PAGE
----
Our weekly take on some of the biggest stories in startup and tech policy.
Closing the Digital Divide. On Tuesday, the Federal Communication Commission (FCC) unveiled a plan to reform and expand its Lifeline program in an effort to get more Americans online. Until now, the Lifeline program has subsidized the cost of telephone service for low-income individuals. Under the FCC’s new proposal, this $9.25 subsidy could be applied towards broadband service as well. President Obama quickly backed the independent agency’s proposal and announced his own complementary effort, the ConnectAll initiative, which has a goal of getting 20 million Americans connected by 2020.
Unemployment Comp Awarded to Uber Driver. A recent ruling from California's Employment Development Department (EDD) has further complicated Uber’s legal battle over worker classification. Last month, the EDD awarded $9,308 in unemployment compensation to Patrick Ely, an Uber driver who was terminated from the platform. This is significant because it means the EDD views Ely as an employee who is legally due this assistance, rather than an independent contractor. While the award is specific to Ely and does not set a binding standard, it could have broader ramifications for classification cases being litigated by Uber and similar on-demand economy platforms, such as the O’Connor case, a class-action suit against Uber that is set to go to trial this summer. Additionally, the EDD’s award, which conflicts with a 2012 ruling by the same office, highlights the jurisdictional complexity and potential confusion that will likely result from these worker classification battles playing out on a case-by-case, state-by-state basis.
Stay in U.S. Extended for Foreign STEM Grads. Foreign students who pursue STEM degrees at American colleges and universities will soon be authorized to work in the U.S. a bit longer. Friday, the Department of Homeland Security (DHS) finalized a rule that extends the Optional Practical Training program, specifically for graduates in STEM fields, to 36 months. Over 50,000 commenters submitted feedback about the proposed rule to DHS in October, including Engine, writing, “For careers in information technology and software engineering, this kind of on-the-job, applied training is an important aspect of post-graduate education in the field...The extension also sends an important message: that short of congressional reform, the U.S. government remains committed to expanding opportunities for immigrants willing to dedicate their talent, acumen, and skills to U.S. companies.” The new rule goes into effect May 10.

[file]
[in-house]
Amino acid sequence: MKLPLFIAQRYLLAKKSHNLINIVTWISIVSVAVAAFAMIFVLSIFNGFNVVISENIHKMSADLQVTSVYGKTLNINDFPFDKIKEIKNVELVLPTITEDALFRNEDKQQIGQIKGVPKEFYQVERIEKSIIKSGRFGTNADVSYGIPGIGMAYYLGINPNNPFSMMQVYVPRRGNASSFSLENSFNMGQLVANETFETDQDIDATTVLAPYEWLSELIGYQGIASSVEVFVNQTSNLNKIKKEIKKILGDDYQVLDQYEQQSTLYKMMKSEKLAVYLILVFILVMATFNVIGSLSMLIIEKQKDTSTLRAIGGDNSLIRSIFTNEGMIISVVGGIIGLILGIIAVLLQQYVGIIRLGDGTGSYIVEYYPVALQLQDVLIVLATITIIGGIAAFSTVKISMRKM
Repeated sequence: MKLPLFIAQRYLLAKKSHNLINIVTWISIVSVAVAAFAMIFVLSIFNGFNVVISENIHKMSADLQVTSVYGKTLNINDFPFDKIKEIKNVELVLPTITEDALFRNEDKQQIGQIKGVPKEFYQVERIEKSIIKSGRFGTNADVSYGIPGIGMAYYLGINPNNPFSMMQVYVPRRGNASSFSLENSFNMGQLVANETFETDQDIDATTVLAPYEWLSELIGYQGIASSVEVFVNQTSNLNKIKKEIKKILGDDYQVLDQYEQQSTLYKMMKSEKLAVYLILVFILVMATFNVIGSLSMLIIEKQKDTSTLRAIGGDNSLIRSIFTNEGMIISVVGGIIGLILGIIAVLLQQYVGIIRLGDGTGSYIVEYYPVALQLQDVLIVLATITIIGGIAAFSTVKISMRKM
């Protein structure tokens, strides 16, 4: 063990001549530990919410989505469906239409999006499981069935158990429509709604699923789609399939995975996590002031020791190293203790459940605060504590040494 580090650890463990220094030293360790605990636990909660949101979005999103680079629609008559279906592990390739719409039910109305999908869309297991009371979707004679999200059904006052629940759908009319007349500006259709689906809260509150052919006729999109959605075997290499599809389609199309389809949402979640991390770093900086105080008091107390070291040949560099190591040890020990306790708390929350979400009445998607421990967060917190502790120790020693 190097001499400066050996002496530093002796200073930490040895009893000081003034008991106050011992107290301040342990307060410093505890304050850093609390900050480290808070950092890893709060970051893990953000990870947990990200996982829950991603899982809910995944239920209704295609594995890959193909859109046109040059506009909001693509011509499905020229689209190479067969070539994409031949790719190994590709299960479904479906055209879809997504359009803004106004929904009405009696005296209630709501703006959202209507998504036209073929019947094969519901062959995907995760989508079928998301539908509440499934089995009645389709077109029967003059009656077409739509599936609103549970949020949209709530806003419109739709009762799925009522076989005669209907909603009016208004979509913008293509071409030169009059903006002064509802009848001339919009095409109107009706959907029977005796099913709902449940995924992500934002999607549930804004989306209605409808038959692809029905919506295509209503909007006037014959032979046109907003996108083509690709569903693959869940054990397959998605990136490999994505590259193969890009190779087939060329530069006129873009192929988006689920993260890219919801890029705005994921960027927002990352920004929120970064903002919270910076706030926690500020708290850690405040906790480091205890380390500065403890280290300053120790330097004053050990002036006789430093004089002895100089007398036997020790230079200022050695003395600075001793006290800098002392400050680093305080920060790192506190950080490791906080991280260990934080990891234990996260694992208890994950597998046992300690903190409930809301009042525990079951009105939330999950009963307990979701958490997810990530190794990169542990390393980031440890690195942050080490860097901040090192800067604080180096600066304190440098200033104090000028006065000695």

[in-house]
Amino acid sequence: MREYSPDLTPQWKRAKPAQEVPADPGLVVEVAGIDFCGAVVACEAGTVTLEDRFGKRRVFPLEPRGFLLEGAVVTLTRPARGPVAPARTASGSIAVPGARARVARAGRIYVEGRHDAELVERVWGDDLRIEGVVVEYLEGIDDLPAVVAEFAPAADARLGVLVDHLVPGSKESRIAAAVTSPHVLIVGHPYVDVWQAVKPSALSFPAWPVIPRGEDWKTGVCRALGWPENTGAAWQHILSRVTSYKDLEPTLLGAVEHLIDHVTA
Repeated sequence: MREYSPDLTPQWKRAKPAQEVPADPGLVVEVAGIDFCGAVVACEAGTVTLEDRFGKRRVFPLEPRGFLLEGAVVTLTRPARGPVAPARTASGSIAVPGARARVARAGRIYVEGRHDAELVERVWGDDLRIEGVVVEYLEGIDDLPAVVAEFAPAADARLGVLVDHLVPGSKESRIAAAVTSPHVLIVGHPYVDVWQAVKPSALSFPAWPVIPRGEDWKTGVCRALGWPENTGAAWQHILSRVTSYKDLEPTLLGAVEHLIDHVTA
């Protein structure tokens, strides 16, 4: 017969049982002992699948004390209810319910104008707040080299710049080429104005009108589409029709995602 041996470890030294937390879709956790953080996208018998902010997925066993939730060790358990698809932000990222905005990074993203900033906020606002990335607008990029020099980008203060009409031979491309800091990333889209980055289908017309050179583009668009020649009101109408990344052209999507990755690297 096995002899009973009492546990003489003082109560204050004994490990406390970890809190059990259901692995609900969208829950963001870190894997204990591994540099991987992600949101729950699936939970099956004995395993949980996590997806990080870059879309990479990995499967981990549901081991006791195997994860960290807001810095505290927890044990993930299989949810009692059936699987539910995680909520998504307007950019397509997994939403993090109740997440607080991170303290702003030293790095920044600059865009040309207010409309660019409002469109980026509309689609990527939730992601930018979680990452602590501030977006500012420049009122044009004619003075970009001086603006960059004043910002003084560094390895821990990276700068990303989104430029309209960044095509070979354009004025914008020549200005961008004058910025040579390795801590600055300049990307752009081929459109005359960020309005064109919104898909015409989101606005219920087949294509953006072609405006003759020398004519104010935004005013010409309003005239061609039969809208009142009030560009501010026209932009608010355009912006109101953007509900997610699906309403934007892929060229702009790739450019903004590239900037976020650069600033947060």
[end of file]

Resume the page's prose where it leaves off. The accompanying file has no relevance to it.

Coalition Forms to Push Congress on CS. A new coalition of nonprofit organizations, tech companies, and educators has formed to push Congress to invest $250 million in K-12 computer science education. While the recently-passed education reform bill, the Every Student Succeeds Act, allows states and local school district greater flexibility in funding CS education, it does not actually provide that funding. The Computer Science Education Coalition will advocate for a “a federally focused and funded strategy” to support and advance CS education initiatives across the country.
Who’s the Tech Friendliest Candidate? Former New York City Mayor Michael Bloomberg announced this week that he will not pursue a third party presidential bid after his team explored the possibility and concluded he likely wouldn’t win. Many believe Bloomberg would have been the favored candidate among the tech community. So who can win over tech now? Hillary Clinton may have the big-name tech donors, but where do she and other candidates stand on the actual issues? Look out for a report card from Engine grading the contenders on tech issues next week!